CHILD: Don’t be scared.

DR. SAM CHAN, Oregon state university: The Rusty crayfish is one of several crayfish that are shipped around the country to, roughly, probably 25 percent of elementary classrooms throughout the United States. And usually they ship between a dozen to two dozen in each classroom.

VINCE PATTON: The problem comes when the school year ends.

What should they do with their living specimens?

SAM CHAN: Often, it’s done very innocently. Most people feel that the best thing to do is to return plants and animals to nature, where they came from.

This is Dixon Creek. This is the main creek in Corvallis. And it’s also a creek where at least flows through the backyards of four different elementary schools.

VINCE PATTON: Dixon Creek now has invasive crayfish.

Dr. Sam Chan of Oregon State says the schools that back up to the creek are very likely the source. Every time a Red Swamp crayfish from Louisiana or a Rusty crayfish from the Upper Midwest comes head to head with Oregon’s native Signal crayfish, the Signal loses.

At Franklin School in Corvallis, Jennifer England has been teaching with live animals for 15 years.

JENNIFER ENGLAND: Skim and see if you can find something about how to care for them.

VINCE PATTON: It was only three years ago she learned that supply companies were shipping her an invasive species.

CHILD: He’s made at you, Conan.

VINCE PATTON: Fortunately, she had never dumped live animals in streams.

CHILD: They would use their back tale and they would flop it back and forth.

VINCE PATTON: Experts at Oregon State suggested this could make a good lesson for her kids.

JENNIFER ENGLAND: It blossomed. It grew immensely and became quite a good project.

GREGORY: They will eat the fish eggs that are in the rivers and they will also kick the native crayfish out of their habitats.

SAM CHAN: Their students are learning about invasive species while learning about science.

VINCE PATTON: After caring for their crayfish for months, the children often aren’t wild about killing them. But they’re learning that may be the only responsible option.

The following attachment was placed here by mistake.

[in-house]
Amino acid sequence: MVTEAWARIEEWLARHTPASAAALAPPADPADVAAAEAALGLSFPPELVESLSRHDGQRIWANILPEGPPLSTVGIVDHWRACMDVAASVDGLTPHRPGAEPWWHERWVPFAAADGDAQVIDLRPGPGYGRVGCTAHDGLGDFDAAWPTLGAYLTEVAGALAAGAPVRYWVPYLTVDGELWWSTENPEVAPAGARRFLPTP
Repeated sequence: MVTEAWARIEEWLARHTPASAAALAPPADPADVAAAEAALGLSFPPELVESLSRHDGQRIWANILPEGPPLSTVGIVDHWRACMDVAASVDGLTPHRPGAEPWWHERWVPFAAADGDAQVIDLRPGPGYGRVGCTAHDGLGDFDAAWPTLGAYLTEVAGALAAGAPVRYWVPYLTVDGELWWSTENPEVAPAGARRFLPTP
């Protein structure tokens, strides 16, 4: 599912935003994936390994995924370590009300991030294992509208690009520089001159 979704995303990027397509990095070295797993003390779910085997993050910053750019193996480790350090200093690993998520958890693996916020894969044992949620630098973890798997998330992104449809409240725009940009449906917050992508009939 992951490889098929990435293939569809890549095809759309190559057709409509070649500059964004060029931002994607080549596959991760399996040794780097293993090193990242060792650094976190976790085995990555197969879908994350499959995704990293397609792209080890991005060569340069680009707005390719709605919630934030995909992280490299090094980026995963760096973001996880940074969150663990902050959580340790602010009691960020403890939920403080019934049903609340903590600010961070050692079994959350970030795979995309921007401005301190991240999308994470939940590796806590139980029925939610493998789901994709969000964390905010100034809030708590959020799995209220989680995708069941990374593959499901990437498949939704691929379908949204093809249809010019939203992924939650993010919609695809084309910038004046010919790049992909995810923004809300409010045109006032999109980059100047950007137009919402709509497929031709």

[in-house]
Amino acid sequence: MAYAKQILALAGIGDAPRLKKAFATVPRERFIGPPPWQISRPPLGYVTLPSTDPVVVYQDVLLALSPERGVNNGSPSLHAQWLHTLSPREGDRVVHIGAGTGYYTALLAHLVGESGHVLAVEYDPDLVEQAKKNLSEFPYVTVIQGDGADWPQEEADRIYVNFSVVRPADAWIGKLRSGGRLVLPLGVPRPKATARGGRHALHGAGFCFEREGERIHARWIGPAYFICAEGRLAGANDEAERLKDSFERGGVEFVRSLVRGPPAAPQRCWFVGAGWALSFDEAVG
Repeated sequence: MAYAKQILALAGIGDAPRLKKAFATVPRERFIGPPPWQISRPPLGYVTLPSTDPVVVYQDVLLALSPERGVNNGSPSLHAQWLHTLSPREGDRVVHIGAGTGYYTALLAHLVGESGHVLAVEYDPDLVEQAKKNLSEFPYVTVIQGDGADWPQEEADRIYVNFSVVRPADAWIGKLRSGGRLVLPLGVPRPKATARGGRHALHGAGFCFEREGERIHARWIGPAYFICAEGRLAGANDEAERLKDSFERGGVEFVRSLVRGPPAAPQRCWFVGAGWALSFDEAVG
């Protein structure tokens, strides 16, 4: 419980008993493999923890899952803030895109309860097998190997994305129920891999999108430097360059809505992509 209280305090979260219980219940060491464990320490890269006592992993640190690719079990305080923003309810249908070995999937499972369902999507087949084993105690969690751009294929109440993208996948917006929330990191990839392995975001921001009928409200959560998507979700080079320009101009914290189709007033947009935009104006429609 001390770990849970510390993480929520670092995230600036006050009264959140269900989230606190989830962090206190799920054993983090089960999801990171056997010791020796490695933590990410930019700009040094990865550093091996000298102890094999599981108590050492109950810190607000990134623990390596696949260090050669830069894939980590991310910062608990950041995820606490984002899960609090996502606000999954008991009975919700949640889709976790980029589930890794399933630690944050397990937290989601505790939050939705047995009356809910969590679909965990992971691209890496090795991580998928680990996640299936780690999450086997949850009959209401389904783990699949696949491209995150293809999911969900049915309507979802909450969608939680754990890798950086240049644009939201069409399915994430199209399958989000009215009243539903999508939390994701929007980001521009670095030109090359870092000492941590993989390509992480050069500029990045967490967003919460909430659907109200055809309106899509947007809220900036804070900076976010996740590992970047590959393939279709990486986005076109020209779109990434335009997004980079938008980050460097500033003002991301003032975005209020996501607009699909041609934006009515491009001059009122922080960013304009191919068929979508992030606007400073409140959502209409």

CHILD: I don’t think he likes the (INAUDIBLE) exhale.

GINGER: Sometimes we just wait until they just die of old age.

GREGORY: We actually put them in a bag and put them in the freezer.

And so that was a very painless way for them to go. We didn’t have to put them out into the ecosystem that we have over here.

VINCE PATTON: Wildlife officials say it’s against state and federal law to ship these crayfish into Oregon or Washington. Oregon wildlife officials sent warning letters a couple of years ago to the major supply companies. The shipments have continued.

But officials have not chosen to aggressively enforce the law.

A couple of years ago, even Professor Olden discovered how easy it was to obtain an illegal shipment of invasive crayfish.

JULIAN OLDEN: I mean and that was probably the most shocking moment. A box full of non-native crayfish that we just got, you know, delivered right to our door.

VINCE PATTON: He traced crayfish shipments to schools near the John Day River, too. Now, this river has at least 30 miles of invasive crayfish. Only distance and time stand between here and the Columbia River.

JULIAN OLDEN: There’s no way of containing crayfish in large river systems like this.

VINCE PATTON: Five years ago, on this stretch of river, Jeff Adams found only one Rusty crayfish.

JEFF ADAMS: Yesterday, when I got back here for the first time in five years, the second my foot hit the water, I probably saw 30 or 40 scatter away. So it’s a pretty — a pretty dramatic difference.

VINCE PATTON: Since crayfish shipments continue to classrooms, Northwest scientists will focus their efforts on teaching the teachers and their children.

JIM LEHRER: You can see an extended version of that story by following — excuse me — by following a link on our website.